(For those who are are not so interested in poetry, there is a very cool video which accompanies the poem below. You won’t be disappointed).
Today, The Writer’s Almanac featured American poet (Laureante 2001-2003) Billy Collin’s “Forgetfulness.” As the title suggests, the poem deals with memory. Memory is, indeed, a fleeting thing. It’s rather frightening if you stop to consider the things which we (as people and a culture) forget. In Canada, for instance, the mistreatment of aboriginals is a history that is often overlaid with blanket terms like “diversity” and “multiculturalism.” At times there is something at stake in our forgetfulness.
Sometimes we forget things because it just doesn’t fit in with who we want to be, with who we see ourselves as. Surely, at some point in our lives, we’ve all said “I’m not that person,” or, “I would never do that.” Such utterances occur when our actions are incongruous with the narratives which we construct our lives to be. No, none of us are alcoholics, a-holes, liars, cheaters, mess-makers, vase-breakers, notch-makers (okay, I’ll stop), until, of course, we are. In such cases, we have two options: brush our action off as outliers, or, reconstruct the narratives of our lives. The former is much easier.
I digress, Collins’ poem has little to do with the willful amnesia of our pasts. The poem deals with involuntary memory loss, which, as we age, becomes increasingly evident. I’m not sure which is more frightening, willful or involuntary forgetfulness.
Cursing, blaming other people, even the cat, tearing sheets off the bed and throwing clothes in all directions, I searched for my pen (that one with just the right ease and flow) – the order of my world was corrupted by memory. It wasn’t where I put it.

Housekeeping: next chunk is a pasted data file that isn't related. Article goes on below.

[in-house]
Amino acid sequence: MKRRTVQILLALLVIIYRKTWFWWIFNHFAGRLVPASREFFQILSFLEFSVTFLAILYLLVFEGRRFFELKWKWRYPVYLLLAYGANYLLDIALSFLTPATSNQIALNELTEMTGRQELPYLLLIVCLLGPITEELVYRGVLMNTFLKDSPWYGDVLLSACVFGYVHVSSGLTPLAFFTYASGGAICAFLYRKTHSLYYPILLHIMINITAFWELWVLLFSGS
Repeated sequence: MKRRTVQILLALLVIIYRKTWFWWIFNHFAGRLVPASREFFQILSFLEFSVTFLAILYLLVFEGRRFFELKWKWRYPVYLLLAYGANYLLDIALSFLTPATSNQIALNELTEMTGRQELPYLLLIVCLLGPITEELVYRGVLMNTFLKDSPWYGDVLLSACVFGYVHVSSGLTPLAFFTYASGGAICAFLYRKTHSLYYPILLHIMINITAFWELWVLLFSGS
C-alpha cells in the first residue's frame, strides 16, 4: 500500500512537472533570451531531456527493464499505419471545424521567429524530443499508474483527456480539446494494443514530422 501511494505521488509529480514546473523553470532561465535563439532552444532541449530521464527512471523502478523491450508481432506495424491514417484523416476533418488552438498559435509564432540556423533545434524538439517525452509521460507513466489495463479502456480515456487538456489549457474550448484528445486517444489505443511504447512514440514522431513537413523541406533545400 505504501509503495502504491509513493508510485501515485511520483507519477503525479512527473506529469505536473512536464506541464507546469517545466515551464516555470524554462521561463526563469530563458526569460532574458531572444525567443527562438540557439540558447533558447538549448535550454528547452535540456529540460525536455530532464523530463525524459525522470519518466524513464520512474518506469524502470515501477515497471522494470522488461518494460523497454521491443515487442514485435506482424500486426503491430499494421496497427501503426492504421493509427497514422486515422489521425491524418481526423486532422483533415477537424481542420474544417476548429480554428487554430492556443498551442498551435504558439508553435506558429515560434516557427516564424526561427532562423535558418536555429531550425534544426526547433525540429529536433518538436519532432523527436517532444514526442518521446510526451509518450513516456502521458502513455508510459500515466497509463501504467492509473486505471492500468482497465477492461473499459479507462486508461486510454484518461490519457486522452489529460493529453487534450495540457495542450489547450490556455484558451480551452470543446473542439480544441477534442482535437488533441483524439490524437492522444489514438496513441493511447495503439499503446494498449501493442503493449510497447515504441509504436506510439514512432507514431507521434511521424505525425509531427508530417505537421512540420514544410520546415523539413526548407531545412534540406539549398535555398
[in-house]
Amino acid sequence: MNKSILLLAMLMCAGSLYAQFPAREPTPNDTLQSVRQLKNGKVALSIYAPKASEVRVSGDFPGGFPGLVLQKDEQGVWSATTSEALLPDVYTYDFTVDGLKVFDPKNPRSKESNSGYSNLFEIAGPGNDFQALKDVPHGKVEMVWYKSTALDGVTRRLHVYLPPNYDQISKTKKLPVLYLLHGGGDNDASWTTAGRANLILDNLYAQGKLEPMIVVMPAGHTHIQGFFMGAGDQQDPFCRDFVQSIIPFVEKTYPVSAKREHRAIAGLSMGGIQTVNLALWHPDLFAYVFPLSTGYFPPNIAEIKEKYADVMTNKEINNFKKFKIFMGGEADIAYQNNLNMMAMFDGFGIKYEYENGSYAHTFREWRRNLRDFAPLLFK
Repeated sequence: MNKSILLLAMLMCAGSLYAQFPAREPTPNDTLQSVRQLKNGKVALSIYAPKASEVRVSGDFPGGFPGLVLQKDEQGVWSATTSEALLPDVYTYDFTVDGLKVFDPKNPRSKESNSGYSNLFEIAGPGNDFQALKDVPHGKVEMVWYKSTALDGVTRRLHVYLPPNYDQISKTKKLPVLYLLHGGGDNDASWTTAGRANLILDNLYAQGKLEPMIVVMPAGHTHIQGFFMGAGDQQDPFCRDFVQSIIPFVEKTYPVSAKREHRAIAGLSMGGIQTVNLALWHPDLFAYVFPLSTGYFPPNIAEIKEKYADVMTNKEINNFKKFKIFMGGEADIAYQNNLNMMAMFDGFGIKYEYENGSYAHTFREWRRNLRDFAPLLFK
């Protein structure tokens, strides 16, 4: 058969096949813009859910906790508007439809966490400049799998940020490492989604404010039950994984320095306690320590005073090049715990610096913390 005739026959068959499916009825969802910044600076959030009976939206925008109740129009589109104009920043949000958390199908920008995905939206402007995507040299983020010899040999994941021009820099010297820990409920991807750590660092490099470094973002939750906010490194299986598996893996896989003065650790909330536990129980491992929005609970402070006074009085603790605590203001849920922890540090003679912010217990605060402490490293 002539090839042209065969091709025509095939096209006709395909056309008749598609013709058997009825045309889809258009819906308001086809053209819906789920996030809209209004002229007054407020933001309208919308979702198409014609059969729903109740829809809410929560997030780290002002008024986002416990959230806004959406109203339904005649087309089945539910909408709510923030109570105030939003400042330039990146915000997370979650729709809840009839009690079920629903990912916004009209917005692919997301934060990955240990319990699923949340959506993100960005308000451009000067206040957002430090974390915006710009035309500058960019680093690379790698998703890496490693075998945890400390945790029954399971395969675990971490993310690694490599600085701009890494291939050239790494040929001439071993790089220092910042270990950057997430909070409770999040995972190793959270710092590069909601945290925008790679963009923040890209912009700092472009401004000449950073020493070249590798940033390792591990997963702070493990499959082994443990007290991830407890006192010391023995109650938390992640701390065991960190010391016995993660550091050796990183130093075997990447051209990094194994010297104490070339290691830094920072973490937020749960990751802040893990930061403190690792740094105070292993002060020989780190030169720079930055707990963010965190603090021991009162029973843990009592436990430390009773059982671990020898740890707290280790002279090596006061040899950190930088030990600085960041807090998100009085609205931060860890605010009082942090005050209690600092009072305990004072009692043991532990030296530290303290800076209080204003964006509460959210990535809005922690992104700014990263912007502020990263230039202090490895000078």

I used to laugh at my parents when such moments would (increasingly) occur. Now, I pale as they happen to me.
This seems to be what Collins is getting at:
Billy Collins – Forgetfulness
The name of the author is the first to go
followed obediently by the title, the plot,
the heartbreaking conclusion, the entire novel
which suddenly becomes one you have never read,
never even heard of,
as if, one by one, the memories you used to harbor
decided to retire to the southern hemisphere of the brain,
to a little fishing village where there are no phones.
Long ago you kissed the names of the nine Muses goodbye
and watched the quadratic equation pack its bag,
and even now as you memorize the order of the planets,
something else is slipping away, a state flower perhaps,
the address of an uncle, the capital of Paraguay.
Whatever it is you are struggling to remember,
it is not poised on the tip of your tongue,
not even lurking in some obscure corner of your spleen.
It has floated away down a dark mythological river
whose name begins with an L as far as you can recall,
well on your own way to oblivion where you will join those
who have even forgotten how to swim and how to ride a bicycle.
No wonder you rise in the middle of the night
to look up the date of a famous battle in a book on war.
No wonder the moon in the window seems to have drifted
out of a love poem that you used to know by heart.
As promised above, I’ve included a beautiful animated video that accompanies a reading of Collins’ poem. Animator Julian Grey did a wonderful job.